TargetOne of the great artifacts from this off season has been the awesome dialog from the blogging community regarding lessons learned from the previous year, and the ideas being shared for improvement in 2015.  A special thanks to  Vet4golfing51, The Grateful Golfer, and TheBirdieHunt for their thoughtful feedback and willingness to dialog new thoughts and observations.  I feel like a kid at Christmas with all these goodies to immerse in, and then step back and choose a favorite or two to work with.

A few overarching themes are taking the lead when formulating an improvement plan for 2015.

  1. Get back to fundamentals
  2. Keep it simple
  3. Be willing to let your golf swing come to you rather than trying to force one.

All worthy endeavors, but I need to get a little more specific to implement.  As most of you know, I’m a stickler for measurement, statistics, and planning.  I’m almost embarrassed to admit that in my anal retentiveness, I’ve charted every practice session I’ve had since 2007 with notes and a letter grade.  That’s 320 individual events with feedback on full swing, short game, and putting.  I’ve also got playing notes from every one of my 35+ rounds per year for the last eight years.  With all this great data, I decided to mine it and look for what consistently worked in the past.  I would then leverage just a few ideas for 2015  and keep it as simple as possible.

Method:  The approach was to filter on only practice sessions with a grade of A or A-minus and ignore everything else.  That left 40 of the 320 to work with.  Then I filtered on playing notes for only rounds considered excellent (3-over par or better), and tried to observe some commonality.  Three themes kept repeating themselves (two full swing and one short game).  On the full swing, I need to shorten my back swing.  This makes sense because it’s easier to maintain my spine angle with a shorter back swing and some of my best ball striking days were using this swing thought.  I know from film study that losing my spine angle is the root of all evil.  Second, I need to take the club back on more of an outside path.  Getting it too far inside and setting it promotes an over the top move and the dreaded dead pull.  On the short game, I simply need to focus on making more of a turn and pivot on all shots.  Treat it like the mini-swing that it is and not just an arm action.  That’s it.  I will focus on those three during practice and hopefully think “target” on the course and trust that my preparation will transition.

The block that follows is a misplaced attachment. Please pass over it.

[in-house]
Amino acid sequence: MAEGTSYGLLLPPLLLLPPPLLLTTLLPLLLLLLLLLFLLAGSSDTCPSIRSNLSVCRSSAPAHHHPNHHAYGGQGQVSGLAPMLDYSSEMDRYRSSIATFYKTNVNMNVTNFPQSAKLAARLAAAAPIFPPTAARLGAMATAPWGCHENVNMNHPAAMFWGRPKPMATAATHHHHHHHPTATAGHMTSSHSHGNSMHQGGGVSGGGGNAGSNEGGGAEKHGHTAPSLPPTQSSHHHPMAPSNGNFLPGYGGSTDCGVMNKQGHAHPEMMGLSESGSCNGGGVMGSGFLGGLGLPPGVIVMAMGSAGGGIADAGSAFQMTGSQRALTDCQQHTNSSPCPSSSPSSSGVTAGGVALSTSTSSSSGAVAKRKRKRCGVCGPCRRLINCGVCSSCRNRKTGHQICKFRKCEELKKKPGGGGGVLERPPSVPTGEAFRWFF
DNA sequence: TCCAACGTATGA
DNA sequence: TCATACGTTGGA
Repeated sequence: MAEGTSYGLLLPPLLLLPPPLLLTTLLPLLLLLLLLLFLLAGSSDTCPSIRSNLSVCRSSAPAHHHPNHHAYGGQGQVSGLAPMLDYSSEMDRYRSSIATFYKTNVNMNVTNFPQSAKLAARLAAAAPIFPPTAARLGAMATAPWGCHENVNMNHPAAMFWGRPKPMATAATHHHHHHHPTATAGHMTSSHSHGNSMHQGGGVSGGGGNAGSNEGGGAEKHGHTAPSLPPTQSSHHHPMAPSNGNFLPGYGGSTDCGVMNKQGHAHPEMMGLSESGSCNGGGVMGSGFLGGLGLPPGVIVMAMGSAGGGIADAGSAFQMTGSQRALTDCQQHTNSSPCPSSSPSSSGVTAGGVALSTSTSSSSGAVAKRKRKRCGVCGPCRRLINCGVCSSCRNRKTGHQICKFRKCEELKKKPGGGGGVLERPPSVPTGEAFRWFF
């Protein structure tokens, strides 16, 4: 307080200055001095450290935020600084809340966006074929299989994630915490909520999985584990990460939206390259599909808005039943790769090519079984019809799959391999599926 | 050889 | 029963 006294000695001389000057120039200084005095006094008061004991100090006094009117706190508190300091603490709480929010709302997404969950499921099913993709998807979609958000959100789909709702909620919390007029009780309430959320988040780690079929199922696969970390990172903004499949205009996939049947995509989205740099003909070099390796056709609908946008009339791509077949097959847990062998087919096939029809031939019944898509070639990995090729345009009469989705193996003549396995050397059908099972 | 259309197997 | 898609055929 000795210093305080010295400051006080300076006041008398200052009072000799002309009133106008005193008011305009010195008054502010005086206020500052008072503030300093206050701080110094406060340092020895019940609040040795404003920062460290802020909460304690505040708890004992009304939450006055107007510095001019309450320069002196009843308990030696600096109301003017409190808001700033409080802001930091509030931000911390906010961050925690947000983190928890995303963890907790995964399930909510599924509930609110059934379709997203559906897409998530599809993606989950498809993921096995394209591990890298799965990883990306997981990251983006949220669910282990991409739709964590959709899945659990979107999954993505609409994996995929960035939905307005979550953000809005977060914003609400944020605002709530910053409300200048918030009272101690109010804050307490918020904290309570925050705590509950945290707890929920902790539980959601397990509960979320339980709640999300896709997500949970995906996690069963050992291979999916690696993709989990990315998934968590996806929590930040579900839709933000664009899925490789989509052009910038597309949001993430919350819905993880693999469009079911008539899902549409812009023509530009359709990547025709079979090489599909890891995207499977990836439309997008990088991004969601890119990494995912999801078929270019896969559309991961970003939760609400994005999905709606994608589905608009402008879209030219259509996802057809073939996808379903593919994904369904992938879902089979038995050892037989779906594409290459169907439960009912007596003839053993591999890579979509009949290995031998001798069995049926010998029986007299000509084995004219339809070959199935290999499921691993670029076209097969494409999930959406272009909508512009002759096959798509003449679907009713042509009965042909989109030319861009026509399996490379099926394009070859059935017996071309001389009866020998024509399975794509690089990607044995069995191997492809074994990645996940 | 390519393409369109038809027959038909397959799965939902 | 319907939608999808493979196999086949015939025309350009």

Metrics:  No plan is complete without the ability to measure yourself.  You need achievable goals but targets that are not easy to reach.  Hitting a goal should illicit a feeling of accomplishment.  Such was the case in 2014 when I missed on all my KPIs but not by much.  As with most golfers, the GIR is the top performance indicator.  If I can stick to my practice plan, I expect to average 10 GIR per round ( up from 8.47).  If my ball striking improves to 10 greens per round, my secondary goals of lowering stroke average to 78.5 from 79.97 should be achievable.  I’m not setting a putts per round target this year because an increase in GIRs may be accompanied by a higher number of total putts because of fewer up and down opportunities.  Putts per green in regulation would feel like a better KPI, but I’m not interested in going that deep so I’ll keep it at GIR and scoring average.

There you have it.  What are your thoughts about this approach?  Would you do anything different?  Do you have targets for 2015?